Galatoire's (209 Bourbon Street - 504-525-2021) is long famous in the French Quarter from Tennessee Williams' A Streetcar Named Desire and other reasons, was gutted in August 1999 and completely restored after a century in business. It is one of only a handful of restaurants in the French Quarter that have maintained a 19th-century New Orleans dining room with the signature features of tile floors, gaslight fixtures, cane chairs, crystal water decanters and classic cajun/creole food handed down my oral history. There is no experience quite like dining here so if you only have two meals in New Orleans, I'd recommend Galatoire's and Commander's Palace, referenced below. Galatoire's still ranks as one of the best restaurants in town, but after the 1999 renovation an upstairs was added that robs patrons of the classic main room and sometimes provides second-rate, tourist-class service. I would not recommend accepting a table up there. Galatoire's has some rules: jackets required for men in the evenings and all day Sunday and they usually only honor reservations for the undesirable tables upstairs. Because there're a little fussy, and because the classic, 19th century French Quarter dining experience is so rare and wonderful, I'll recommend an able alternative to Galatoire's, which is Arnaud's (813 Bienville - 504-523-5533). Anaud's shining main dining room is probably more enchanting than Galatoire's, though Galatoire's is more popular locally. Arnaud's has also branched out into a secondary, Siberia dining area that should be avoided for the same reasons as Galatoire's tourist overflow eating area. Antoine's, the oldest restaurant in New Orleans, also maintains a classic, 19th-century dining room, and it is locally popular, but I cannot recommend it.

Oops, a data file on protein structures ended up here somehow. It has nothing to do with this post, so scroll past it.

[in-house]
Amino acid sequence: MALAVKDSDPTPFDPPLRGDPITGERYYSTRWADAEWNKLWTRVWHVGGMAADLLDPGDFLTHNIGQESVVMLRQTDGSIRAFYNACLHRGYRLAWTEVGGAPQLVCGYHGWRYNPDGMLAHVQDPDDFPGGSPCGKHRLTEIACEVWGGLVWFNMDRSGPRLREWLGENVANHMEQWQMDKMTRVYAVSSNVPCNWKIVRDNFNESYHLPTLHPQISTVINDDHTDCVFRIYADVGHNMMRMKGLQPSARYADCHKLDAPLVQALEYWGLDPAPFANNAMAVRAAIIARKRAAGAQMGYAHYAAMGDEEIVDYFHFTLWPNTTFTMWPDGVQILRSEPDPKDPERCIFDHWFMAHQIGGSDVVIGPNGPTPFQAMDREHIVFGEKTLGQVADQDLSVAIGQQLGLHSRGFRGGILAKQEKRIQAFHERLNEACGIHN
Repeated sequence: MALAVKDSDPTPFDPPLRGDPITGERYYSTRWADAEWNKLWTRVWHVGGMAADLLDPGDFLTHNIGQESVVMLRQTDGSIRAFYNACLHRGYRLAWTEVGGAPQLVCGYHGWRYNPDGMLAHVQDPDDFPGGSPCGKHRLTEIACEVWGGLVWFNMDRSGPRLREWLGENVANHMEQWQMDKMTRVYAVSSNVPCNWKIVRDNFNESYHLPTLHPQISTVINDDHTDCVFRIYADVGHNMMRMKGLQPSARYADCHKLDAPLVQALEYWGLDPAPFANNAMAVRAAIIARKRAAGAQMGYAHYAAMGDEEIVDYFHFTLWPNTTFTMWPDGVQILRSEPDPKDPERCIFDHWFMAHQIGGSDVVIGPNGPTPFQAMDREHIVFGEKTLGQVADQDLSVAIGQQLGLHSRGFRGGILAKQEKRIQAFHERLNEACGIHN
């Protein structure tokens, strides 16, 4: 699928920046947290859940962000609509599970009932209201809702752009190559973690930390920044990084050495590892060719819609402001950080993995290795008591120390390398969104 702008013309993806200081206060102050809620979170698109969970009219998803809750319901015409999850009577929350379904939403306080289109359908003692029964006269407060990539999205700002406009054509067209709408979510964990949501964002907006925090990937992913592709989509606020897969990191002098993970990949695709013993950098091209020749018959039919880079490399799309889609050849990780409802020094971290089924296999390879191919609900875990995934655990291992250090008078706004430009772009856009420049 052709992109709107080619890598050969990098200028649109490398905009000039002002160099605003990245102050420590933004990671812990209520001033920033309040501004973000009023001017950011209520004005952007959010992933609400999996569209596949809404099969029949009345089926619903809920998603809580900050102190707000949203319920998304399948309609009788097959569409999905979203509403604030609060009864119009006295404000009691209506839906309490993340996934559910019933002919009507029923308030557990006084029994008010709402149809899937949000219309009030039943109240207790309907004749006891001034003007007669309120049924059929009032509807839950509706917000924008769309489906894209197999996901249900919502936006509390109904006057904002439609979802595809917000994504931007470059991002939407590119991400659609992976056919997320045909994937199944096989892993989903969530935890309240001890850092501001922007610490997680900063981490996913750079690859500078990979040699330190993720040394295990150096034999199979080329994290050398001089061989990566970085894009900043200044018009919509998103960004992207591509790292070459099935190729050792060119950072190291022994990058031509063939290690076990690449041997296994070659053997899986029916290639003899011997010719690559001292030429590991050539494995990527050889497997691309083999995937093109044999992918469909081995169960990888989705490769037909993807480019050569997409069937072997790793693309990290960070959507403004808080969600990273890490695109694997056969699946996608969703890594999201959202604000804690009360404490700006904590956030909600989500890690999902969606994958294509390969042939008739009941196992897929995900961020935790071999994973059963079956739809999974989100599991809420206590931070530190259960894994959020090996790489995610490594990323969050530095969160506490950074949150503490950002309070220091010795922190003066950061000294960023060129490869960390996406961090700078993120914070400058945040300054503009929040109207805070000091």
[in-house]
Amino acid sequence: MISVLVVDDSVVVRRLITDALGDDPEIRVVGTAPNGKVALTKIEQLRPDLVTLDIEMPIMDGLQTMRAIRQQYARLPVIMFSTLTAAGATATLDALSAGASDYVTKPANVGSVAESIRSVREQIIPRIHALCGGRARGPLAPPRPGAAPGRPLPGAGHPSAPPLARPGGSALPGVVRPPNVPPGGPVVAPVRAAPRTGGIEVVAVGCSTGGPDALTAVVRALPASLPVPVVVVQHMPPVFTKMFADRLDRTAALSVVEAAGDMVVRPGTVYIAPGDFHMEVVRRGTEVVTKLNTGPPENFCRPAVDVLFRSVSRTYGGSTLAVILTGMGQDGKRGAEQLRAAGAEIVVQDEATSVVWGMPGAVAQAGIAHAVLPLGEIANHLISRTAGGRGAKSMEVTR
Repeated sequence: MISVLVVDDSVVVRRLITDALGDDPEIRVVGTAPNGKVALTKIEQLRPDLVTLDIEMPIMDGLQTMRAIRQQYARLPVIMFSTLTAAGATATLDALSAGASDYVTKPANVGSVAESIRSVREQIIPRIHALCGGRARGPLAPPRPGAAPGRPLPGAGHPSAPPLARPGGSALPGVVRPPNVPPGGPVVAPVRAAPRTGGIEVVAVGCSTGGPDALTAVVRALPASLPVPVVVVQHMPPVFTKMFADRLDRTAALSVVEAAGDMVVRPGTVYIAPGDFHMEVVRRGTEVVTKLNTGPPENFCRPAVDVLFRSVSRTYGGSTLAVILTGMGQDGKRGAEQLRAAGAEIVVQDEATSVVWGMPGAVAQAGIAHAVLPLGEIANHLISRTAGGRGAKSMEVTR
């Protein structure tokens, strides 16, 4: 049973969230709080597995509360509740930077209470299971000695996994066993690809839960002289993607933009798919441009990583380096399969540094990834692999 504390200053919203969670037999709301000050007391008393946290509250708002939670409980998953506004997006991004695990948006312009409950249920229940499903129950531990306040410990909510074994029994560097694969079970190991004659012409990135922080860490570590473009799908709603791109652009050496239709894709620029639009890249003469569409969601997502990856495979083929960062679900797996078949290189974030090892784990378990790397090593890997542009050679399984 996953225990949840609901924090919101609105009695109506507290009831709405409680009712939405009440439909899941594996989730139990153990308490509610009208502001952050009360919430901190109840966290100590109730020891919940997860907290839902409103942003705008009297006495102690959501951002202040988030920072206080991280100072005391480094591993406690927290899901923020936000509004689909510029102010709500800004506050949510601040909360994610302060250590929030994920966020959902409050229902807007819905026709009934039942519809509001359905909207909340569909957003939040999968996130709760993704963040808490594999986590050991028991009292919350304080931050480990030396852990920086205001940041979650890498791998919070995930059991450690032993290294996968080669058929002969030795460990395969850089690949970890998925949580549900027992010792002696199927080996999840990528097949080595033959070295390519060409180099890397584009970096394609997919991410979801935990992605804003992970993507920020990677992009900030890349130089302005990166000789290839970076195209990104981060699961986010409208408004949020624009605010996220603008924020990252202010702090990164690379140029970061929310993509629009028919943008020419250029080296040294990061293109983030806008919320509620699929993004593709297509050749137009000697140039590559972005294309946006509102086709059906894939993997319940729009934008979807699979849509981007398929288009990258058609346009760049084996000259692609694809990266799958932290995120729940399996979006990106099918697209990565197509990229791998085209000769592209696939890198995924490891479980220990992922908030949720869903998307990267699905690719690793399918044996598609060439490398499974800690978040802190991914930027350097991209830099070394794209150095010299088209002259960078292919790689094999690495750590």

The uptown recommendation, Commander's Palace (504-899-8221, is quintessential for a slightly different reason. It is a princely garden restaurant in a Victorian building located in the heart of the beautiful uptown Garden District. While it is true that no visit to New Orleans is complete without seeing the French Quarter, the same is true of the old southern residential district that is typified by this restaurant. Commander's Palace is expertly run by a nationally known New Orleans restaurant family, the Brennans (famous for Brennan's, Mr. B's, Dickie Brennan's Steakhouse, Palace Cafe and other local institutions). Many of New Orleans' most famous chefs are veterans of the Commander's Palace kitchen and it offers the classic uptown dining experience (quite a different pleasure than the French Quarter experience). If you are on a budget the prix fixe weekday lunch at Commander's is the way to go. Galatoire's is a' la Carte, but across the board is slightly less pricey than Commander's Palace.
In a nutshell: the best hotel advice -